Lock Up Your Wife

The tale of Lady Cathcart and Colonel Hugh Maguire

Castle Rackrent looked out on Allyballycarrickoshaughlin. Sure, it was a bog, but Sir Kit had put a lot of improving thought into landscaping it with trees. And so he was not impressed when his new English bride derided the vista as no more than a black swamp. Further tensions arose when, in defiance of his wife’s Jewish sensibilities, Sir Kit ordered up a pig and insisted on having sausages for breakfast every morning.

In the background to these domestic strains, need you guess, was some unresolved business in the enticing shape of a fortune in jewels. More precisely, it was the fact that Sir Kit’s new lady had declined to offer them up for the needy family kitty. So he locked her up for the next seven years.

Fact being stranger than fiction, Maria Edgeworth, author of the novel Castle Rackrent from which this story comes, took as her inspiration a set of real events that centred on the incumbent of Castle Nugent, not far away from the Edgeworths’ home in Co Longford.

Colonel Hugh Maguire, the real life Sir Kit, had spent some time in the Co Longford property he inherited from his mother, but his Maguire home was Tempo Manor in Co Fermanagh and it was in Fermanagh that the real life imprisonment probably began. The original house of Tempo Manor has been replaced, but visitors there in the late nineteenth century were shown the room – by then a stable block – where Hugh’s hapless bride was imprisoned, not for seven years, as in the novel, but for upwards of 20.

When she married Colonel Hugh Maguire in 1745, Lady Elizabeth Cathcart was not exactly inexperienced in matters matrimonial – a series of matches had brought her a long way from her relatively humble origins as a brewer’s daughter. Marriage number one, Elizabeth later reflected, had been to please her parents, number two had been for fortune, number three for rank. That left love, and it was as a menopausal ma’am of 53 that she finally admitted to tying the knot with stars in her eyes.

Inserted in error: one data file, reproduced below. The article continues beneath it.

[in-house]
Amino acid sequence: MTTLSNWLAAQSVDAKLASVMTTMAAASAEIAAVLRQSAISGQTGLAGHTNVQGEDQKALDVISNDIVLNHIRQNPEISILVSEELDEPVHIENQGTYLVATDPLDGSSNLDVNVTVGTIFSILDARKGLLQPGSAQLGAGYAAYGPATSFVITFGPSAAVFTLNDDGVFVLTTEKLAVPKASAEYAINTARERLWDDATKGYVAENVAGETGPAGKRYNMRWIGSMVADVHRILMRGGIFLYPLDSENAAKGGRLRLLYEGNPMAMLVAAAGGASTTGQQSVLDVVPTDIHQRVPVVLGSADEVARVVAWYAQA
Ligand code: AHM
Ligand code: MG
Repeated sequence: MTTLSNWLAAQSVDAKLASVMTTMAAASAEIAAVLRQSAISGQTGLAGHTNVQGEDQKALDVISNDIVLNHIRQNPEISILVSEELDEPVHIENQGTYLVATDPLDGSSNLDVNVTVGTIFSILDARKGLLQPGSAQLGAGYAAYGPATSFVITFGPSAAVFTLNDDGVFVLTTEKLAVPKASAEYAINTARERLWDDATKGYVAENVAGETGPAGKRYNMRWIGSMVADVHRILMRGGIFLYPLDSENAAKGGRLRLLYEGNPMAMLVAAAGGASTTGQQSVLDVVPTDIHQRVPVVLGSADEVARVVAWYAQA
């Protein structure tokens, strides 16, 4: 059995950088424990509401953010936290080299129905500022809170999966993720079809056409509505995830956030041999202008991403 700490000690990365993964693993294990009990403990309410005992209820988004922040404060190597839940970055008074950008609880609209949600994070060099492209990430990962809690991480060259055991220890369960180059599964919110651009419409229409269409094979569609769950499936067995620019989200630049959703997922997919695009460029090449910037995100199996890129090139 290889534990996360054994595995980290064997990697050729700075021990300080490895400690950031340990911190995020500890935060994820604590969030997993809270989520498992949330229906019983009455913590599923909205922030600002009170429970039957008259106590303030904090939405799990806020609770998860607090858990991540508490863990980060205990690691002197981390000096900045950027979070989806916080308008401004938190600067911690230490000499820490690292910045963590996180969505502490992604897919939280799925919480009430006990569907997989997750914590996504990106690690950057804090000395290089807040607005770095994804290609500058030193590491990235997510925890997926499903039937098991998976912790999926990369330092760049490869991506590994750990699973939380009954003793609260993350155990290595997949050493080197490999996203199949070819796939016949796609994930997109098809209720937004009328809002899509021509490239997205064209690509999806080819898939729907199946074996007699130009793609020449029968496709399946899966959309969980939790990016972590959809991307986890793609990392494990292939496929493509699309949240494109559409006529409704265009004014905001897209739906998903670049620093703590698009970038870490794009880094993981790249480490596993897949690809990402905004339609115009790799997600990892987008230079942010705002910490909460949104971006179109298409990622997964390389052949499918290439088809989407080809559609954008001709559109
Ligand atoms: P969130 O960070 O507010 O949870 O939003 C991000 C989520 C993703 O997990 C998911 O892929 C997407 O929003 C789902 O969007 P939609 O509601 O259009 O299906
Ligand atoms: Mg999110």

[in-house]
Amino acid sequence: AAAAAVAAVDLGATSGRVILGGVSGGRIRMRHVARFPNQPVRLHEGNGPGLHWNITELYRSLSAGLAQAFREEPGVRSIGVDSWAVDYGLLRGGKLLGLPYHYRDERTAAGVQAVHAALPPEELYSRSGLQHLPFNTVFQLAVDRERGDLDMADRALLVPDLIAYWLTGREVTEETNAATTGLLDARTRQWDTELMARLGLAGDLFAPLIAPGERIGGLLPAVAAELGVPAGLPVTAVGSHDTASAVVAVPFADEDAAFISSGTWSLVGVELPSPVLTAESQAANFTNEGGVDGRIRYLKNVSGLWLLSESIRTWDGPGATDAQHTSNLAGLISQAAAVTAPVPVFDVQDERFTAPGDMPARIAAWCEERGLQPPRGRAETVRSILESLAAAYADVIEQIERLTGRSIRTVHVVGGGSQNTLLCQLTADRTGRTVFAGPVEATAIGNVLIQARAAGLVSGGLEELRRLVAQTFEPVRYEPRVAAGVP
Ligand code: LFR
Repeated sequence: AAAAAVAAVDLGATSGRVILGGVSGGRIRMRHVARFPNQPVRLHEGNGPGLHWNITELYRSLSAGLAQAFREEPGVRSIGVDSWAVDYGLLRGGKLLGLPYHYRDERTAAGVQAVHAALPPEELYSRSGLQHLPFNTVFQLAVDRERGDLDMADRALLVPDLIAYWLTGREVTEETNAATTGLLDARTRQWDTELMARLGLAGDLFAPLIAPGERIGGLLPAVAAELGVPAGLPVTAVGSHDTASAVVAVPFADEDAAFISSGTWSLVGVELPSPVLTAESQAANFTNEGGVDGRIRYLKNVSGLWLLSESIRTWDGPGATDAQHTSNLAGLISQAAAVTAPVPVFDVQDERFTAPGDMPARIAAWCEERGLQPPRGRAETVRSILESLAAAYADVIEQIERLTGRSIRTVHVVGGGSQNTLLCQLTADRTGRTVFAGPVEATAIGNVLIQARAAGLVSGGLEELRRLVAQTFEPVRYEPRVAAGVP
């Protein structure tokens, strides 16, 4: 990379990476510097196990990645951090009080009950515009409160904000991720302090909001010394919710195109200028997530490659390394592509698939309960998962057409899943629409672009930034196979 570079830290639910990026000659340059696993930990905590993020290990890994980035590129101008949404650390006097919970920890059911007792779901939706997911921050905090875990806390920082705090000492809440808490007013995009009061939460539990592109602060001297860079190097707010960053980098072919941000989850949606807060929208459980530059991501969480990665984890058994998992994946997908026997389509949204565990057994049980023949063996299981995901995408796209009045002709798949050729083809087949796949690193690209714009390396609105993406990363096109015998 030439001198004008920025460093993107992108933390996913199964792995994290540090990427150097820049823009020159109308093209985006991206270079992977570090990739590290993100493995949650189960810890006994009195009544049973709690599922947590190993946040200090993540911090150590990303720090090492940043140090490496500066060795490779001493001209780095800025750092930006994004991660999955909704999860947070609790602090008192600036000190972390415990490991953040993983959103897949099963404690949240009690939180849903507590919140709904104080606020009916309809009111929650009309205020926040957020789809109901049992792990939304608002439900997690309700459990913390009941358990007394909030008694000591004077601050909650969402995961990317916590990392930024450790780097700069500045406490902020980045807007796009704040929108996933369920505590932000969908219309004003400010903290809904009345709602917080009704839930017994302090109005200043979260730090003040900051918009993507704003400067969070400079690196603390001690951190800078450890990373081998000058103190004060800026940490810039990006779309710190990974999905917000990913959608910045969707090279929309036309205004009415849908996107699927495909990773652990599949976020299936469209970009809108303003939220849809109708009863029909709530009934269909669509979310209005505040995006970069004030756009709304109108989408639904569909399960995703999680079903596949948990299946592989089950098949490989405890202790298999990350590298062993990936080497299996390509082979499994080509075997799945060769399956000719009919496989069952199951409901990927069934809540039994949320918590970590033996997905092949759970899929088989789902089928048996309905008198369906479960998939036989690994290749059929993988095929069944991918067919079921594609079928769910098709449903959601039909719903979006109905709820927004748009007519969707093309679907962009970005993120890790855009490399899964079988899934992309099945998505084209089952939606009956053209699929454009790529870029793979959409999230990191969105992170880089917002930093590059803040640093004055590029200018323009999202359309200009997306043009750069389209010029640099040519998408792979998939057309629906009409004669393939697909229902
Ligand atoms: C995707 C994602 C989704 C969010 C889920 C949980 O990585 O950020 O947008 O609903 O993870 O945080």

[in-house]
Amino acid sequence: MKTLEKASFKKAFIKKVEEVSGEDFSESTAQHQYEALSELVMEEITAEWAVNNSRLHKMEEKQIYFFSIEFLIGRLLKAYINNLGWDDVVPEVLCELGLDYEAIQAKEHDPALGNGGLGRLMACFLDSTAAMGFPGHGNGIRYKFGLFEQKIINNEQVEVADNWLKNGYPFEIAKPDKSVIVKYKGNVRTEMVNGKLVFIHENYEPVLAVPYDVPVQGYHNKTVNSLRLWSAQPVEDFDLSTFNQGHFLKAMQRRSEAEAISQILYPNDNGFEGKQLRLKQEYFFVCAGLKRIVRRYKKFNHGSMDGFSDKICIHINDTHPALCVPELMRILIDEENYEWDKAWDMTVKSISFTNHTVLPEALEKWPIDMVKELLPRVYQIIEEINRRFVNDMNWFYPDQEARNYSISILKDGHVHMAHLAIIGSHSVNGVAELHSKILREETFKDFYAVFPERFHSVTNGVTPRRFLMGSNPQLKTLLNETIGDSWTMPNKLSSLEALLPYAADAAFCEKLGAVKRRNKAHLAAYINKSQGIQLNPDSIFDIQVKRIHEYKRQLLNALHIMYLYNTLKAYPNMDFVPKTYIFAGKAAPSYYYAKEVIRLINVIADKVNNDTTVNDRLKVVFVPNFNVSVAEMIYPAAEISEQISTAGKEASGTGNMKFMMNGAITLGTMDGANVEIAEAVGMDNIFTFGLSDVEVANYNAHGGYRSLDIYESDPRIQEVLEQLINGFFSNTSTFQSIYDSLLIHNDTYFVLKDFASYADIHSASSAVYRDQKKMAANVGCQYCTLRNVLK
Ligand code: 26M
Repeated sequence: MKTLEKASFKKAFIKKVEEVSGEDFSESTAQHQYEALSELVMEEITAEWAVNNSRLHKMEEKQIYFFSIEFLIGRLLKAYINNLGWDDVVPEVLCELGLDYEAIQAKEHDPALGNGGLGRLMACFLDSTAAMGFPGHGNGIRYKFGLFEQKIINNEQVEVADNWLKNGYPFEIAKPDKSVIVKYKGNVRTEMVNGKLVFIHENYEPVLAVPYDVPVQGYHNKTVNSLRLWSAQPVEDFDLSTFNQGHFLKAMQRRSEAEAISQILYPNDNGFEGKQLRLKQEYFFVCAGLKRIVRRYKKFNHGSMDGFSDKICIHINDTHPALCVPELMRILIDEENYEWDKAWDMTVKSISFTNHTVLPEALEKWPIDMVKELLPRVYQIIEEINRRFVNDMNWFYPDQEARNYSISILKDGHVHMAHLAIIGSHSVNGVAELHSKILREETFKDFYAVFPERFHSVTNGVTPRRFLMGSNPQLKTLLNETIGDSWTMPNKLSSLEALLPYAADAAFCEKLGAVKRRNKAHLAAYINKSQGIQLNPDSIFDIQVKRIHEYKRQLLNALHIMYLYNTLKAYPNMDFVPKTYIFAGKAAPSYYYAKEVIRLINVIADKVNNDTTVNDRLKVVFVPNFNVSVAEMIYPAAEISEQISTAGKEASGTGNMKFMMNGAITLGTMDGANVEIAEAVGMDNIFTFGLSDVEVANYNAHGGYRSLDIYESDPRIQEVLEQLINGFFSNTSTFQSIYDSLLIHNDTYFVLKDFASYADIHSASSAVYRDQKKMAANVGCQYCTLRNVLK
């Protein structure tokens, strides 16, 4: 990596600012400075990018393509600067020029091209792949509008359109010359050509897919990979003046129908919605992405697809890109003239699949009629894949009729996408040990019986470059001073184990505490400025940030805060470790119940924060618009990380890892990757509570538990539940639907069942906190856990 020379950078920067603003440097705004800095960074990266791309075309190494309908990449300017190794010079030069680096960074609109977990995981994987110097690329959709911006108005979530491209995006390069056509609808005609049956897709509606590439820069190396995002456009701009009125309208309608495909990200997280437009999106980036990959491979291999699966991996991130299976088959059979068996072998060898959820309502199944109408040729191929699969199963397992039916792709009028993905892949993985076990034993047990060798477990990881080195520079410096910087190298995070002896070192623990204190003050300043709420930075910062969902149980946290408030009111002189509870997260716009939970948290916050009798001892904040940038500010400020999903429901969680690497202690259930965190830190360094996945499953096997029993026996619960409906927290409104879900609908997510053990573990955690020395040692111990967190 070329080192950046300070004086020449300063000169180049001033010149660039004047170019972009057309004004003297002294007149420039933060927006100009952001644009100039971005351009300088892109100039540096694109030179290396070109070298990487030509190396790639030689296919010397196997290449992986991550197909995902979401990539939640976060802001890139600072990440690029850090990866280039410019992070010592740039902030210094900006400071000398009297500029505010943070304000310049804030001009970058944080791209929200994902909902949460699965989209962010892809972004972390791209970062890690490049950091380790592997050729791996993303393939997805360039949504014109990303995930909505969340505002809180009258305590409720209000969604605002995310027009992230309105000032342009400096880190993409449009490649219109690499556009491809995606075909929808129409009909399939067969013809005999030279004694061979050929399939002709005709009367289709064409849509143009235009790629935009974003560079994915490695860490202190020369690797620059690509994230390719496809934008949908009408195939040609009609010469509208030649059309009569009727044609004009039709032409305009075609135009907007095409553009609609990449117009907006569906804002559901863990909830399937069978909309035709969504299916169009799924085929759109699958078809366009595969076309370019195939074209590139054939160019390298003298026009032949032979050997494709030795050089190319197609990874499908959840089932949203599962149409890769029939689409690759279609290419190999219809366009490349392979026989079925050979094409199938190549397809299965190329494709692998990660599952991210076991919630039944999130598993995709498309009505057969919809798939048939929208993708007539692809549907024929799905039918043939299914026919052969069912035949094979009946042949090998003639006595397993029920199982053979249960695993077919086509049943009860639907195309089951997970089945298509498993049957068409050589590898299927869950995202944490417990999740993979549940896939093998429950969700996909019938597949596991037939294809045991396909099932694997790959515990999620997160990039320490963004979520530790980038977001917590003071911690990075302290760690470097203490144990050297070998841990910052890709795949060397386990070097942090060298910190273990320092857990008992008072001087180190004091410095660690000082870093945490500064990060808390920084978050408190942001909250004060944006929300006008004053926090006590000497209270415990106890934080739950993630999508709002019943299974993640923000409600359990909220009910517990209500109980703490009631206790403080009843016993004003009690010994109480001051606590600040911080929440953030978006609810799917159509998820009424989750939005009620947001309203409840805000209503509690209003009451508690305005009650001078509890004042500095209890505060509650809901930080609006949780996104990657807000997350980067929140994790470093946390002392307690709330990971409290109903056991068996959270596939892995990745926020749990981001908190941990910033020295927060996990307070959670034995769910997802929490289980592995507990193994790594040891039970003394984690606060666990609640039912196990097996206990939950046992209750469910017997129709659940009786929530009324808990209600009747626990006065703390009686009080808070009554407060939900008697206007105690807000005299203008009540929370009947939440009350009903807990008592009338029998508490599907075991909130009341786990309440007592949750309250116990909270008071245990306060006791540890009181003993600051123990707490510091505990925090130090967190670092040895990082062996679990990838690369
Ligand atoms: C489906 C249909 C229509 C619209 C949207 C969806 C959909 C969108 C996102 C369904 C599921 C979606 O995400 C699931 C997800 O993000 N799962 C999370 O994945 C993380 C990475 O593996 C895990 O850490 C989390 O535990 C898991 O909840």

The object of her devotion was 35 year old Hugh Maguire, lately returned to England from a term as a soldier of fortune in the Austrian army. Hugh was one of the Fermanagh Maguires, third son of Bryan and joint heir with his brother Robert to the by now heavily mortgaged lands and Manor of Tempo. What Hugh was lacking in collateral, he made up for in roguish charm and it emerges that the dashing emigre had been cultivating Lady Cathcart’s fortune for some time: four years before they married in 1745, records show that she had bought him a lieutenant-colonel’s commission in the British Army.

At the marriage, solemnised on May 18, 1745, Lady Cathcart’s specially commissioned ring bore the spirited legend, ‘If I survive I will have five’. Whatever her aspirations, the match was, by all accounts, a source of some derision in their immediate social circle.

Hugh soon realised that his bride was far more wealthy than he had been given to believe and proceeded to put pressure on her to give him access to her jewels and, at pistol point, to hand over the deeds of her property. When she refused he tricked her into embarking on a journey, abducted her away to Ireland and locked her up. (The story goes that he employed a lookalike for the journey to allay any suspicion.)

But according to Dr Bill Maguire, formerly keeper of local history at the Ulster Museum, one-time resident of Tempo and a scholar with a particular expertise in the history of the Maguires, it is more likely that Lady Cathcart was held in a house in the parish of Galloon, in the townland of Carra, just on the Fermanagh/Monaghan border, near Clones.